The Biden administration announced on Tuesday that it will begin providing COVID-19 vaccines to US pharmacies, part of its plan to ramp up vaccinations as new and potentially more serious virus strains are starting to appear.
Coronavirus coordinator Jeff Zients said starting from next week some 6,500 pharmacies around the country will receive one million doses of vaccine. The number of participating pharmacies, and the allocation of vaccines, are expected to accelerate as drugmakers increase production.
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“This is a key component of president Biden’s national strategy: offering vaccination in America’s pharmacies,” Zients said during a White House virtual briefing.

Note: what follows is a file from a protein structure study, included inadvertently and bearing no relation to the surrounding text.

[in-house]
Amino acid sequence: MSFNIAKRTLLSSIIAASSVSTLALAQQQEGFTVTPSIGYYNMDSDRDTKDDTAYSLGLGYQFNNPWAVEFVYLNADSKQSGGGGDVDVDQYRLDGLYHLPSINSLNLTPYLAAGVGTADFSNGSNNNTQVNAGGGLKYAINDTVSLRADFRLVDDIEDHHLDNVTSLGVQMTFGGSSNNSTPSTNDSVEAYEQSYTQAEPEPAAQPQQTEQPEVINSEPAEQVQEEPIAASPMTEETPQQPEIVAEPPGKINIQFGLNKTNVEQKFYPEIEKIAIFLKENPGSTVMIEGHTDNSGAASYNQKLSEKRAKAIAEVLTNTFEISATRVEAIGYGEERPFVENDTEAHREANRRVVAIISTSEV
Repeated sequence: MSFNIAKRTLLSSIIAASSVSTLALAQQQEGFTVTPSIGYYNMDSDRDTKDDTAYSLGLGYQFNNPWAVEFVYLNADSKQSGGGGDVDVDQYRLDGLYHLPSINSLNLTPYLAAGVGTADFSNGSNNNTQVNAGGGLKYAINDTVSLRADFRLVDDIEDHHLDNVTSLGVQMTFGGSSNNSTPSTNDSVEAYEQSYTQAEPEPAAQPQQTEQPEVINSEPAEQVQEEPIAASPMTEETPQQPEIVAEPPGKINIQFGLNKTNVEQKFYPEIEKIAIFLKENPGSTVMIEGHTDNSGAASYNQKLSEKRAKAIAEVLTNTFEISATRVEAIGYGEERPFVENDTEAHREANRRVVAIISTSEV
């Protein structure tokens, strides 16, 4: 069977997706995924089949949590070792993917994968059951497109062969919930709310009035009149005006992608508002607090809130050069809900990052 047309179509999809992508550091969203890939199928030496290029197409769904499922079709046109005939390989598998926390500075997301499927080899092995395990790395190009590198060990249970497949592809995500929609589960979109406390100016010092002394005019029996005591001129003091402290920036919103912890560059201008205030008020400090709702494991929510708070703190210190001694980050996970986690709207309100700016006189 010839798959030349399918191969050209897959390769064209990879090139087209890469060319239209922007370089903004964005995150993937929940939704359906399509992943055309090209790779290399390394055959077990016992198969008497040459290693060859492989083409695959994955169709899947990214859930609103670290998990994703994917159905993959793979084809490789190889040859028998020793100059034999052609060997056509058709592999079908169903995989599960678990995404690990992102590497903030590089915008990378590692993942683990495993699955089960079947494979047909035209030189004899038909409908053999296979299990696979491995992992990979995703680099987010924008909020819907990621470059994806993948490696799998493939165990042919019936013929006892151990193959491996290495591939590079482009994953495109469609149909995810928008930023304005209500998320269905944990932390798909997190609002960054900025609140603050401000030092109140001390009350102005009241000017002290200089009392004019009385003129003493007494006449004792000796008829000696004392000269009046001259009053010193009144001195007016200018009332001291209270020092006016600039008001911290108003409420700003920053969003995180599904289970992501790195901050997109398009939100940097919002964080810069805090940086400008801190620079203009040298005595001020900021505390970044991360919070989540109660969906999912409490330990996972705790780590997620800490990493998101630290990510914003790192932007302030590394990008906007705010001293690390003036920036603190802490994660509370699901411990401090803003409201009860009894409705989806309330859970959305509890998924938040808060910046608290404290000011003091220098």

Drug stores have become a mainstay for flu shots and shingles vaccines, and the industry is capable of vaccinating tens of millions of people monthly. “This will provide more sites for people to get vaccinated in their communities,” said Zients.
The partnership with pharmacies was originally announced by the Trump administration last November. At that time, no coronavirus vaccines had been approved.
Zients also announced an increase in doses the government is shipping to states, territories and some major metropolitan areas. Those will now total 10.5 million doses across all jurisdictions, up from 10 million announced last week.
The one million doses being shipped to pharmacies will be on top of the allocations to states. Zients said a priority will be to get the vaccine to minority communities that have suffered a disproportionately high toll of disease and deaths from the virus.